I’m watching a war break out in the Lake District.
Tensions have been escalating for months between the blue forces in the south and the red forces in the north over disputed territory around Kendal. Now a helicopter is shot down and both sides are attacking.
Of course, it’s an exercise. Not at a military training ground, but in a nondescript building at Lancashire Airfield.
But I was in a room full of people representing different branches of the armed forces, the RAF in flight simulators, infantry personnel wearing VR headsets squatting behind walls of simulated sandbags, surveillance drones and satellite intelligence teams in large video Screen.
The military has been using computers to practice combat for decades. A flight simulator with realistic terrain to train pilots is the best example.
But what’s happening here is different.
It’s one of the first examples of what’s being called a single synthetic environment — a “digital twin” of real-world 3D terrain and airspace — used to train troops.
Armed forces around the world are exploring the power of these virtual worlds for rehearsing warfare.
“We will see a blur between the physical and digital worlds”
“Historically, simulation and simulators have gone together – we’ve separated the two,” said Lucy Walton, director of training at BAE Systems, which is developing the technology.
“It replicates the physics, it replicates the real-world terrain, and now we have a system that everyone uses on the same central system.”
The concept may sound familiar — it’s the same technology used in massively multiplayer online gaming environments (MMOGs) — and it’s perhaps no surprise that the people behind these games are involved.
“We’re going to see a blur between the physical world and the digital world,” said Mimi Keshani, co-founder of Hadean, a London-based software company that works with companies like Minecraft to build virtual worlds.
“You have a huge amount of complexity to manage, and different people interact with different fidelity. So in this system, we have people in Typhoon and assets flying over the ground, we have ground forces. All or they need See things differently, but they need to see it in a common operating picture.”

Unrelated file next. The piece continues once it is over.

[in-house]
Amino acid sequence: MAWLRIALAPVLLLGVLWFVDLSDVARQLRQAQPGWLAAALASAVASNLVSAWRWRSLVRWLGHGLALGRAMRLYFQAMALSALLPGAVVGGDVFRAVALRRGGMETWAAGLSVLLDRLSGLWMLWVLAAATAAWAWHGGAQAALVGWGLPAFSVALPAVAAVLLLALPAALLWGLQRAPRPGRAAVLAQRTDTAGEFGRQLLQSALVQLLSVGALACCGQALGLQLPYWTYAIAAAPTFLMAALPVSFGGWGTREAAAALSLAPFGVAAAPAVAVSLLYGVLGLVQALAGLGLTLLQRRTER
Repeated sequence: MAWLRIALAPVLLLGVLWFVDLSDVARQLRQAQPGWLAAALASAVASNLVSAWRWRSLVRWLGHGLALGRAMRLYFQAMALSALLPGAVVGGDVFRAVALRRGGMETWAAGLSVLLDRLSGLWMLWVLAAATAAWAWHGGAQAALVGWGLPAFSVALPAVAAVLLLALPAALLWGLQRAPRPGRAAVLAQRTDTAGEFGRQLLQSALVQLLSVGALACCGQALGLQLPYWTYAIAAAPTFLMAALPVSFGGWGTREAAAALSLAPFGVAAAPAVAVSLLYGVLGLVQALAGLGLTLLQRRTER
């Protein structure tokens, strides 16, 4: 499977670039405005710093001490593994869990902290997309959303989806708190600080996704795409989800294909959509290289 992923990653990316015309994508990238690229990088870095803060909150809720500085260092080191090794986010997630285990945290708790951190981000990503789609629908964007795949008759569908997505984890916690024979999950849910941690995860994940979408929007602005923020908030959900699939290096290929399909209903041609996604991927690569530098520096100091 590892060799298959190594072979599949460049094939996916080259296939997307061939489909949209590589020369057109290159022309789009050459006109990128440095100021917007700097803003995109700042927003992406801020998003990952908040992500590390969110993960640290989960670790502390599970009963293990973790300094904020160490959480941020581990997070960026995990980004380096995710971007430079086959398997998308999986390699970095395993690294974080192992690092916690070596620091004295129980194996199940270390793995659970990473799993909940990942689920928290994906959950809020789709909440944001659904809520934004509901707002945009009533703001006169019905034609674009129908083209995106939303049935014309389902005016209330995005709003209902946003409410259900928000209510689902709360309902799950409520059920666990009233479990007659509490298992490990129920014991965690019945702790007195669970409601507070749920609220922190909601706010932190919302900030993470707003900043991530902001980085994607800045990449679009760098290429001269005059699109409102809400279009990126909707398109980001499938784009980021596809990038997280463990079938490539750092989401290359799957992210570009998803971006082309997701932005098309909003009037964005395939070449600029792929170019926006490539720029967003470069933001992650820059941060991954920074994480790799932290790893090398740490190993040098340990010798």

The system has 60,000 AI “entities”
The system leverages cloud computing and vast improvements in speed and power in machine learning and artificial intelligence software.
In addition to the military forces participating in the exercise, the environment has “layers”, such as weather systems. A key element often missing from large-scale military training exercises is civilians.
The experimental system features 60,000 AI “entities,” each representing a civilian in a virtual environment that responds to actions taken by the military.
The potential advantages to the military are obvious.
In a time of constrained defense budgets, virtual and large-scale training can save millions of dollars in fuel, ammunition and the movement of personnel required for large-scale military exercises. And training is not limited to remote areas far from towns and civilian airspace.
It is also not vulnerable to snooping by hostile nation satellites.
worry about budget pressure
“This allows us to train more often. So not only can people do one mass workout in their 11-year career, but they can do it once a week if you want,” Ms Walton said.
But there are concerns that real-world military experience will be lost as technology continues to improve and further blur the lines between the real and virtual worlds.
How much does the UK spend on defense?
New headsets will kill you if you lose a game, VR creator says
Defense select committee chairman Tobias Ellwood MP said the idea of bringing all branches of the armed forces together for virtual training was “very, very welcome”.
“My concern is that because of budgetary pressures, we’re going to see flight simulators, we’re going to see these digital classrooms replace going into the field and having a real-world experience in a battlegroup, regiment or brigade.”
An ever-expanding virtual environment might be ideal for training armed forces, but can it recreate the reality of making life-or-death decisions in combat?